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Scientific Report

Observations on the Accuracy of Redd Counting Techniques Used in the Columbia Basin

Abstract

Spawning ground surveys are one of the primary methods used to estimate the abundance of naturally spawning anadromous fish populations.  Fisheries managers have also relied on these surveys to make indirect assessments of historic salmonid productivity, production potential, the quality and quantity of habitat, and as predictors of future run sizes and acceptable harvest levels.  Redd counts may be calibrated to convert index counts (counts from assigned indicator areas) into estimates of absolute escapement in tributaries and, through aggregation, in subbasins.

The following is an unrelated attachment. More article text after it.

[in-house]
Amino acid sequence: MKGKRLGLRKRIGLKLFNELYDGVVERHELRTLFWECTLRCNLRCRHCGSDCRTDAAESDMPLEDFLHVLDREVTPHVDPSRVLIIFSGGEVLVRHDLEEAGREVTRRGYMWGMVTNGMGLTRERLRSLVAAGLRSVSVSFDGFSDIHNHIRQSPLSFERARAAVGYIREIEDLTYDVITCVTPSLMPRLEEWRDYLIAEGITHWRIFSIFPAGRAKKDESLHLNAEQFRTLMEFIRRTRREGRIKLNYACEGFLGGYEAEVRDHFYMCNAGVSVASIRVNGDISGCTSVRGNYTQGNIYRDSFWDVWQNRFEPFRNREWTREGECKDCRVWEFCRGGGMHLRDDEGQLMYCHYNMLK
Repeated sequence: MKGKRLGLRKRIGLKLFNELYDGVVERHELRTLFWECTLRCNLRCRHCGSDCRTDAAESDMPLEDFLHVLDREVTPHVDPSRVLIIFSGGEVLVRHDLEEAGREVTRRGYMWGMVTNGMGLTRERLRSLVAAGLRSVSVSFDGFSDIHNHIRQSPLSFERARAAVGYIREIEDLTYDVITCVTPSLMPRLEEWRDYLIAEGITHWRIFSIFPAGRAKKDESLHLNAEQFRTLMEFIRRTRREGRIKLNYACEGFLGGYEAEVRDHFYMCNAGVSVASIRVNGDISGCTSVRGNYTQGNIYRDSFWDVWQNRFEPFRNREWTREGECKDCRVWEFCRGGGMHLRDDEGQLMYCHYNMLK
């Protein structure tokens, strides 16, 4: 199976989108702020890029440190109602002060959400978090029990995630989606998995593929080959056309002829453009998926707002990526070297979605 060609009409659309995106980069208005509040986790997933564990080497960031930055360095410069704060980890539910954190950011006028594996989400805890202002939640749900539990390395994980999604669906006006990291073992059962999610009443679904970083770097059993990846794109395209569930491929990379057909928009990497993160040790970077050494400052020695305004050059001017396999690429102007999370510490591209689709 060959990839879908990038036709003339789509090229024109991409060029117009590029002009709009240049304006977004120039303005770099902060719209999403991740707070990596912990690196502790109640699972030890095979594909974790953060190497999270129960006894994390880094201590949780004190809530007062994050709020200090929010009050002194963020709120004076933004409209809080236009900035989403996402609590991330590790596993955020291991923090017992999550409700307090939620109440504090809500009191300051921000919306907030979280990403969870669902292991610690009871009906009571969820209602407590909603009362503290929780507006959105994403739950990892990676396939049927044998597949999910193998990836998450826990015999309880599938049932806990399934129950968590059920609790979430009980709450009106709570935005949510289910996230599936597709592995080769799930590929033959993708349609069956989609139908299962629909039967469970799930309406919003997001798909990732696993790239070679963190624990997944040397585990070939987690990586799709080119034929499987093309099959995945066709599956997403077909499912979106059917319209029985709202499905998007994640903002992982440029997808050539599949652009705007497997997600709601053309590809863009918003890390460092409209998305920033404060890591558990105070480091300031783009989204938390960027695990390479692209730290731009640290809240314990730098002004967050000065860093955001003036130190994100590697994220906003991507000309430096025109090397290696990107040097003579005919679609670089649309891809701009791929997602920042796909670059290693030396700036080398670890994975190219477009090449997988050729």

Authors

Citation

Schwartzberg, M. and P. Roger. 1986. Observations on the Accuracy of Redd Counting Techniques Used in the Columbia Basin. Columbia River Inter-Tribal Fish Commission Technical Report 86-2. Portland, Oregon.

Date

Jun 1st, 1986

Report No.

86-2

Media Type

CRITFC Technical Report

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